It’s not uncommon in Florida in the springtime to stumble across some harried animal mother’s lost child. Like Ashley, here.

Photo of a baby animal, in this case a juvenile opossum in the corner of a orange recycling bin with some cat food labels in the foreground
Ashley. Credit: Susan Gildersleeve, UF/IFAS

You may be tempted to intervene and help, especially if the youngster seems to be in distress. The rule with wild animals, however, is, always,


Keep your distance.

What not to do

Probably don’t do what we did last spring.

We knew the “keep your distance” rule, and Ashley did not seem to be in immediate danger or distressed, precisely. On the other hand, she or he did not seem to be able to get out of the recycling bin, either. Ma Possum was nowhere in sight and was unlikely to return soon, it being daytime. How could we leave a defenseless little woodland creature alone and at the mercy of the neighborhood feral cats? Besides and above all, Ashley was very cute. So we defied the rule and treated the young adventurer to a night’s stay in our Possum B&B, which was a cozy, towel-lined cat carrier in a warm, private room away from the curious cat.

We fed Ashley richly on kefir and cat food and tidbits left over from a cake experiment I was trying in preparation for Mother’s Day. (No, in fact you cannot make a very healthful, plant-forward but nevertheless light and swoonydelicious brown butter chocolate pecan cake with pineapple hearts on top by using the same proportions you use for a carrot cake, subbing shredded beets for carrots. It seems like it should be possible, but it is not. The cake will not turn out all gooey rich but heavenly light-textured like a carrot cake; it will instead be dense and thready and insufficiently sweet. It will have the heft and the personality of an iron bootjack, and nobody will be able to finish a single slice. Whatever. They can’t all be winners.)

Photo of the top of a cake with pineapple hearts and rose-swirls in creme diplomat
At least the pineapple hearts turned out. Credit: Susan Gildersleeve, UF/IFAS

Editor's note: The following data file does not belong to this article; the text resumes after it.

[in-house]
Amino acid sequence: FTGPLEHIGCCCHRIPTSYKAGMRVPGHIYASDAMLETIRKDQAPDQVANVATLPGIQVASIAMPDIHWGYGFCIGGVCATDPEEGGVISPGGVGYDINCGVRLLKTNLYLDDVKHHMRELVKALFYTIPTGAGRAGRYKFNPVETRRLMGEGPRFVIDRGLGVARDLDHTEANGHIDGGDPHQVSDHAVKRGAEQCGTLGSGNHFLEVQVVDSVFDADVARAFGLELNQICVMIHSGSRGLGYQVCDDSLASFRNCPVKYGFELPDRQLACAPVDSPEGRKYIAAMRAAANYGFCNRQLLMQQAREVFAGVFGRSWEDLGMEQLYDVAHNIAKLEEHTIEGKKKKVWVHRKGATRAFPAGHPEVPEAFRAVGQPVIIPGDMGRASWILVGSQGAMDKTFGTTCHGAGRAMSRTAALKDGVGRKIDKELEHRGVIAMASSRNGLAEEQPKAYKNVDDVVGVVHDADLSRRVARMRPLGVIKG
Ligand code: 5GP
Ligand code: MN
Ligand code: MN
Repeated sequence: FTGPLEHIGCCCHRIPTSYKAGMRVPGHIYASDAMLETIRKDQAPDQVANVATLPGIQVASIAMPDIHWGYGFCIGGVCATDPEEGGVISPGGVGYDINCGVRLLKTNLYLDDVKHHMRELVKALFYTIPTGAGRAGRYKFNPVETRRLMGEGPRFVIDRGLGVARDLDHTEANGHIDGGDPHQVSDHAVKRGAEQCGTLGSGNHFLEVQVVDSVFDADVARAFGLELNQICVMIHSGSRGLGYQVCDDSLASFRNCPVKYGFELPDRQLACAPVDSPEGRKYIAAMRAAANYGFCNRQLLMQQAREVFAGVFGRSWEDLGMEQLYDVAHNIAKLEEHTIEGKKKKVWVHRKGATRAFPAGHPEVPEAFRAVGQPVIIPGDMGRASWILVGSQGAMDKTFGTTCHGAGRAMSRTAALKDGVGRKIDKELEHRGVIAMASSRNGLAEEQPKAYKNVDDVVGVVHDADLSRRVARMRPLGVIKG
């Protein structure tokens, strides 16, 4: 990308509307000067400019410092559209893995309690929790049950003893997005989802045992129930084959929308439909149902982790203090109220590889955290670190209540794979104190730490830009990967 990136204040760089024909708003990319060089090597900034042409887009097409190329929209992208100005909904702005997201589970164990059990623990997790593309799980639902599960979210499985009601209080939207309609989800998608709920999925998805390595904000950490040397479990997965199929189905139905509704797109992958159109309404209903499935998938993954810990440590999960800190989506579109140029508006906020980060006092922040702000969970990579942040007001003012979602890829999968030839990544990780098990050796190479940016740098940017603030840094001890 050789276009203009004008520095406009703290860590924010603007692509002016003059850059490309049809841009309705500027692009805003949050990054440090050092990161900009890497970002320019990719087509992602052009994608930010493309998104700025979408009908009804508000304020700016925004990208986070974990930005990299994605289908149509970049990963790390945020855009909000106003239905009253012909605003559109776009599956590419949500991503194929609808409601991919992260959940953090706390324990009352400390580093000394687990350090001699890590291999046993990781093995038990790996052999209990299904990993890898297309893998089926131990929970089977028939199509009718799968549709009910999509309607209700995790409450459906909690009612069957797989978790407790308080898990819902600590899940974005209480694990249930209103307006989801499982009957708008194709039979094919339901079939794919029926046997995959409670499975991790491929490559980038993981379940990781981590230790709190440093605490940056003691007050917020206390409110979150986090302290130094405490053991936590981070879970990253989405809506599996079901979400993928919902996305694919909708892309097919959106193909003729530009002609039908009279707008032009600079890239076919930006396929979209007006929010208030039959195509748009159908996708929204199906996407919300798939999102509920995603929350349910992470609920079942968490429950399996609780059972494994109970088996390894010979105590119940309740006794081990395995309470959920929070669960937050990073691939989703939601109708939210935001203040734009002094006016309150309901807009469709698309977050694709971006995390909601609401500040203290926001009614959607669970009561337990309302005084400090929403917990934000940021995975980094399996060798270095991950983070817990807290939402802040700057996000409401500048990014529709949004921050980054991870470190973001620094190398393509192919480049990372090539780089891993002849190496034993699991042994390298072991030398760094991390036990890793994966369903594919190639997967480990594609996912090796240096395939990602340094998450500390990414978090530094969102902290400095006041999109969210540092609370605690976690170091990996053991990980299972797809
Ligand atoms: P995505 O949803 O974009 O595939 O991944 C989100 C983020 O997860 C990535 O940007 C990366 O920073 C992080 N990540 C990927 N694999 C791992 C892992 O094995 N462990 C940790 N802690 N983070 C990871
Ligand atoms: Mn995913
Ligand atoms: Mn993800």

Our guest dispatched the dinner we provided, eating every bit of the kefir, the cat food, and the pineapple chunks. Interestingly, Ashley didn’t eat the plate of raw beet shreds so much as chew the juice out of them, leaving a neat stack of damp pink beet-fiber pellets on the plate. (Later the wildlife rehabilitator I called explained that possums do not drink water. They get all their hydration from their food. And beets, while they may not be a crowd favorite, even among possums, let alone Mother’s Day celebrants, do have a lot of water in them.) The Florida Fish and Wildlife Conservation Commission maintains a list of licensed wildlife rehabilitators, available here:

In addition to teaching me all about possum diets, our wildlife rehabilitator also reminded me that it is nearly always best for both the people and the animals involved, if people do not break the rule to keep your distance, for a host of excellent reasons. The baby’s mother may already be on her way back to collect her child, and if a human is on on the scene “helping,” the mother may be too afraid to approach, increasing the baby’s risk of being orphaned. A terrified baby animal might bite the person trying to help it. The animal could be sick or infested with parasites that could endanger people and pets. (We were taking a huge risk bringing our Ashley inside, for instance. Opossums are frequently infested with cat fleas.)

Also, and maybe this is more of an aesthetic concern than a true danger, but it’s still something to consider: it turns out that cute baby animals like Ashley can generate a spectacular amount of very not cute… byproducts. In Ashley’s case, these had a whiff that was nothing short of stunning. After just a short time, the towel we put in the cat carrier with Ashley was in an indescribable condition. Later efforts to rehabilitate it failed, and we finally had to throw it away. There are plenty of reasons, then, that it’s almost always best to resist temptation and remain uninvolved, no matter how cute the baby is.

What to do

  • Keep your distance.

That’s what my mother did a few years ago when she found this little slumberer nestled among the ferns in a wild part of her back yard.

Photo of a fawn curled up among ferns and other understory plants
Flag II. Credit: N. B. Gildersleeve, used with permission

Mom followed the distance rule flawlessly despite fervent encouragement to break it. Perhaps unwisely, she had sent me the photo first thing. Well, as soon as I saw that cutie, I knew exactly what to do. I called my mother on the phone and told her to snatch up that fawn immediately, take it into the house, and put it in the bathtub. This would buy me enough time, I explained, to jet over there and build a simple, 12-foot-high pen in the back yard for our new family member. And then my mother could spend the next several years of her life in a 24/7 living re-enactment of The Yearling!